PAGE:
ATLANTA -Georgia Tech quarterback Reggie Ball has been ruled academically ineligible for the Gator Bowl.
Cornerback Kenny Scott also is academically ineligible, the school said Wednesday.
"You're disappointed for the young men, and you're disappointed for the team," coach Chan Gailey said. "Although this is a very, very bad ending to the careers of these two young men, we can't forget the contributions they have made to the Georgia Tech program the last four years."
Ball passed for 1,820 yards this season while starting every game. He threw for 20 touchdowns and was intercepted 14 times, but was criticized for inconsistency, especially after Tech's offense sputtered in a regular season-ending loss to Georgia and a loss to Wake Forest in the Atlantic Coast Conference championship game.
The four-year starter from Stone Mountain, Ga., compiled 8,579 yards of total offense, including 8,128 passing yards with 57 touchdowns during his career.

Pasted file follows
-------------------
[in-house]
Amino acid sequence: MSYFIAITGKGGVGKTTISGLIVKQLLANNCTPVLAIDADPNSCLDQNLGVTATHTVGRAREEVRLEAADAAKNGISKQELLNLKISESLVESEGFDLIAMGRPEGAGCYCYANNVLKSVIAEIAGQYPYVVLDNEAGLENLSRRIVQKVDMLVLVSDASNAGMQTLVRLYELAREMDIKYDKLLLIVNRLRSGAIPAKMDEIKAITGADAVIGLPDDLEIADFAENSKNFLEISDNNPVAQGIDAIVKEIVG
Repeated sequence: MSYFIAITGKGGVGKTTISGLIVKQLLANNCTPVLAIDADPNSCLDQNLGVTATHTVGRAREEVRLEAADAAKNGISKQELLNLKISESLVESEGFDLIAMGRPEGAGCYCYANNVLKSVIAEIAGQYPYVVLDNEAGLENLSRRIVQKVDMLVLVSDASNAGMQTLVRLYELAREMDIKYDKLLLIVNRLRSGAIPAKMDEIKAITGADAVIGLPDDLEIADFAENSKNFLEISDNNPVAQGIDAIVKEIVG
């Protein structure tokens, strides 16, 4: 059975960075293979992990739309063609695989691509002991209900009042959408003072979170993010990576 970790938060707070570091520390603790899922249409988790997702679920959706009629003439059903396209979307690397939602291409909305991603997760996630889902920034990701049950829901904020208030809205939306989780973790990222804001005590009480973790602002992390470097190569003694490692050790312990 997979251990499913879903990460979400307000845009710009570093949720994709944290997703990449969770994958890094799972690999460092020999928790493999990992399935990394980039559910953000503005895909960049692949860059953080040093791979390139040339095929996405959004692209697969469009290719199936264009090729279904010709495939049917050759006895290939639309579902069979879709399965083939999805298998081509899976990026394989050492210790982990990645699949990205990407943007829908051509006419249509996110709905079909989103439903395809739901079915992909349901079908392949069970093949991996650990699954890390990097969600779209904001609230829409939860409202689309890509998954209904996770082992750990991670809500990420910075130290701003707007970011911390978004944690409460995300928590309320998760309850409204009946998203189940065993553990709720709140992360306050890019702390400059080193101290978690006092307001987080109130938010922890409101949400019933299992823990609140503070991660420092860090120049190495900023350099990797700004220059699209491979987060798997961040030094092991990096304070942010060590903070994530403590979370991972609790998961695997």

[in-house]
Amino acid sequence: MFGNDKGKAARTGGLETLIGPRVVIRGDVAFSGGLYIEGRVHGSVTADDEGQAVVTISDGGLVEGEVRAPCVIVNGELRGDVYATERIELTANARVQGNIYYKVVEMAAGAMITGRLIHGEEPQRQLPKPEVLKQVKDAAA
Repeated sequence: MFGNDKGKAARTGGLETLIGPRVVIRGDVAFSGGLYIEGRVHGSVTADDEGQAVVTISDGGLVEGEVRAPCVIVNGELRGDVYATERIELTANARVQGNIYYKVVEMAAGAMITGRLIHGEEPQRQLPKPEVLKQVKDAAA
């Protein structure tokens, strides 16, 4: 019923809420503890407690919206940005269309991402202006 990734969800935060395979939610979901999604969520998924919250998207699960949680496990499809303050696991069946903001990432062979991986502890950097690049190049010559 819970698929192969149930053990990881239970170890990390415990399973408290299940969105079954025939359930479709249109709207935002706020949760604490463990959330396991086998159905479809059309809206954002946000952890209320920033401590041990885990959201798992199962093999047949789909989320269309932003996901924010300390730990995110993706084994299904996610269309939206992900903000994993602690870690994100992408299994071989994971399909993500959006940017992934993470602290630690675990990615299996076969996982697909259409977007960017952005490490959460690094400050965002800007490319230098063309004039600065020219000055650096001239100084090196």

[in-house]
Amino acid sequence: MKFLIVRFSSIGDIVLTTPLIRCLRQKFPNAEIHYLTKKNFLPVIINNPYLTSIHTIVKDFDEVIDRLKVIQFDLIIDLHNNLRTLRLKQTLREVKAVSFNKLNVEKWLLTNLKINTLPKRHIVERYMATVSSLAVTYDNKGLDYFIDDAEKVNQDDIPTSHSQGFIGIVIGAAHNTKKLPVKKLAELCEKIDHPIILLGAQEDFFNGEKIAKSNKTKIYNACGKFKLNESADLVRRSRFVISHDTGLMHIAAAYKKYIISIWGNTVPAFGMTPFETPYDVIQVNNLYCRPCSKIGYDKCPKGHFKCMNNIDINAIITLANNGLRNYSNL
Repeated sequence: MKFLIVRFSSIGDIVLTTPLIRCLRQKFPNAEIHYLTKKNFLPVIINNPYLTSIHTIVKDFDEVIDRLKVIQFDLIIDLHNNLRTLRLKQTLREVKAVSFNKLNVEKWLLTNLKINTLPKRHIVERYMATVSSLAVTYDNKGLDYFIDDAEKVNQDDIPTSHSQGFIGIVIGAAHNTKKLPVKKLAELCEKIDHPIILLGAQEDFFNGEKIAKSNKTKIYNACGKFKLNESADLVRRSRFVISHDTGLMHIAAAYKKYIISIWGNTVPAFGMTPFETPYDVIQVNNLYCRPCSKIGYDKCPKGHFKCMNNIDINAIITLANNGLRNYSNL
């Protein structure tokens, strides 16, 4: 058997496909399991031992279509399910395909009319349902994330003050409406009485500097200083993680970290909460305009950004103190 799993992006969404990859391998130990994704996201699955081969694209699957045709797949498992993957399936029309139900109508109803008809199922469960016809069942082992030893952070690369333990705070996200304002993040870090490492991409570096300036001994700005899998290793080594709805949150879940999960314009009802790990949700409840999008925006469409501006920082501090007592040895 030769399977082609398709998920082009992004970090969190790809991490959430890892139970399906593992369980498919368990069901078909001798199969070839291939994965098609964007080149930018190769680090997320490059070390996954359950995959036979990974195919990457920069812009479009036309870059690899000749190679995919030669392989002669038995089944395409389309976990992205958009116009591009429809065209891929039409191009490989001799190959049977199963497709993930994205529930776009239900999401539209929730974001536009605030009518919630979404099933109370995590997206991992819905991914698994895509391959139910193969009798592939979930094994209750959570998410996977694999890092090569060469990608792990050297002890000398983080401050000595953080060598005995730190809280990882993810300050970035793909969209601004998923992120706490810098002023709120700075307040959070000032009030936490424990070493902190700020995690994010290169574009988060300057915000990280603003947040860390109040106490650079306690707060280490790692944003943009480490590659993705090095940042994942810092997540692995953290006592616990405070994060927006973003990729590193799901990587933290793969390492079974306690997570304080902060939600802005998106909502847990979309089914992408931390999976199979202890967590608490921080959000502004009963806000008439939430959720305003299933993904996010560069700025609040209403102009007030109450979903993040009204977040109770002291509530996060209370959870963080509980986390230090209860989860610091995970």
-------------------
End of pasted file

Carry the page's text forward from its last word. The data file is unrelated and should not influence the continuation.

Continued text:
Scott, from Daytona Beach, Fla., was a three-year starter. This season he had 50 tackles, two interceptions and 10 pass breakups.
Gailey said backup quarterback Taylor Bennett would start for Tech against West Virginia in the Gator Bowl on Jan. 1 in Jacksonville, Fla., and Jahi Word-Daniels would take Scott's place at cornerback.
Bennett completed 16 of 29 passes during the season, with two touchdowns and one interception. Gailey said Bennett has not had much preparation so far and "would be busy" in practice this week and next.
Tech officials said they could not be more specific on the nature of the academic ineligibility, but Gailey said Ball and Bennett were eligible at the beginning of the semester. Student athletes have to meet NCAA and school standards for completion of a required number of courses and grade point average in order to remain eligible.
Georgia Tech students have just completed exams. Gailey said he learned earlier in the day that Ball would be ineligible. He said he talked to Scott earlier this week.
The coach said he hoped both would be able to graduate.
The academic progress of players is monitored "on a regular basis" by the athlectics staff, but "when you get to be a senior, you get to rely more on their evaluation," Gailey said.